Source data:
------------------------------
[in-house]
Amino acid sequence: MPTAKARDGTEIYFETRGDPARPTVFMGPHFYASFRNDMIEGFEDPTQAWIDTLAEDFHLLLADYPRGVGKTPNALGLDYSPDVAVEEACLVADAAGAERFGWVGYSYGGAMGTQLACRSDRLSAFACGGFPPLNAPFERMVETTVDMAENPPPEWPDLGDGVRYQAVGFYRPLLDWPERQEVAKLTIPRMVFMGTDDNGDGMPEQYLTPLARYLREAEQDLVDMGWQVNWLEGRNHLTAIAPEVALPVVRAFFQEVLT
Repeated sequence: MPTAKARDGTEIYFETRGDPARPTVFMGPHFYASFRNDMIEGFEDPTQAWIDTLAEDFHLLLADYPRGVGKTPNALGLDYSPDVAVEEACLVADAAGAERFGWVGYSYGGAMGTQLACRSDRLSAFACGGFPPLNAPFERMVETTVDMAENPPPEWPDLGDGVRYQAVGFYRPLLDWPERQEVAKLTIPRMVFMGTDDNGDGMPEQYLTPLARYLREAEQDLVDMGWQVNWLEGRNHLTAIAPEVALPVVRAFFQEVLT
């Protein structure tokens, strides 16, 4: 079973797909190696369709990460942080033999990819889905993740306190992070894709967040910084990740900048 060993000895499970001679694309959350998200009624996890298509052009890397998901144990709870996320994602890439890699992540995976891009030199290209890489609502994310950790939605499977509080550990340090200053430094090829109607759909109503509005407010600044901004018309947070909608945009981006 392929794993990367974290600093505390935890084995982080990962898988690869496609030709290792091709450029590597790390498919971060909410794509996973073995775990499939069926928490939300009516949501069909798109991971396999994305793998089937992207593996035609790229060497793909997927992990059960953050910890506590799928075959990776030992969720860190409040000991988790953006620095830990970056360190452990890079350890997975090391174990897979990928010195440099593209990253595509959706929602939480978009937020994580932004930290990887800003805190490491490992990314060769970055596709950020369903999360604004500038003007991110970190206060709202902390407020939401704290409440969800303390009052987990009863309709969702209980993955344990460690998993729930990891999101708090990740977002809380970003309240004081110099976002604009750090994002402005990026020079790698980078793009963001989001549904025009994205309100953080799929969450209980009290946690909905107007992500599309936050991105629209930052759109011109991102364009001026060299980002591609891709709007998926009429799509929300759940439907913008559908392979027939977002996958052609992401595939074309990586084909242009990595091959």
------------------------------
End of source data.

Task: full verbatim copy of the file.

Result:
[in-house]
Amino acid sequence: MPTAKARDGTEIYFETRGDPARPTVFMGPHFYASFRNDMIEGFEDPTQAWIDTLAEDFHLLLADYPRGVGKTPNALGLDYSPDVAVEEACLVADAAGAERFGWVGYSYGGAMGTQLACRSDRLSAFACGGFPPLNAPFERMVETTVDMAENPPPEWPDLGDGVRYQAVGFYRPLLDWPERQEVAKLTIPRMVFMGTDDNGDGMPEQYLTPLARYLREAEQDLVDMGWQVNWLEGRNHLTAIAPEVALPVVRAFFQEVLT
Repeated sequence: MPTAKARDGTEIYFETRGDPARPTVFMGPHFYASFRNDMIEGFEDPTQAWIDTLAEDFHLLLADYPRGVGKTPNALGLDYSPDVAVEEACLVADAAGAERFGWVGYSYGGAMGTQLACRSDRLSAFACGGFPPLNAPFERMVETTVDMAENPPPEWPDLGDGVRYQAVGFYRPLLDWPERQEVAKLTIPRMVFMGTDDNGDGMPEQYLTPLARYLREAEQDLVDMGWQVNWLEGRNHLTAIAPEVALPVVRAFFQEVLT
């Protein structure tokens, strides 16, 4: 079973797909190696369709990460942080033999990819889905993740306190992070894709967040910084990740900048 060993000895499970001679694309959350998200009624996890298509052009890397998901144990709870996320994602890439890699992540995976891009030199290209890489609502994310950790939605499977509080550990340090200053430094090829109607759909109503509005407010600044901004018309947070909608945009981006 392929794993990367974290600093505390935890084995982080990962898988690869496609030709290792091709450029590597790390498919971060909410794509996973073995775990499939069926928490939300009516949501069909798109991971396999994305793998089937992207593996035609790229060497793909997927992990059960953050910890506590799928075959990776030992969720860190409040000991988790953006620095830990970056360190452990890079350890997975090391174990897979990928010195440099593209990253595509959706929602939480978009937020994580932004930290990887800003805190490491490992990314060769970055596709950020369903999360604004500038003007991110970190206060709202902390407020939401704290409440969800303390009052987990009863309709969702209980993955344990460690998993729930990891999101708090990740977002809380970003309240004081110099976002604009750090994002402005990026020079790698980078793009963001989001549904025009994205309100953080799929969450209980009290946690909905107007992500599309936050991105629209930052759109011109991102364009001026060299980002591609891709709007998926009429799509929300759940439907913008559908392979027939977002996958052609992401595939074309990586084909242009990595091959």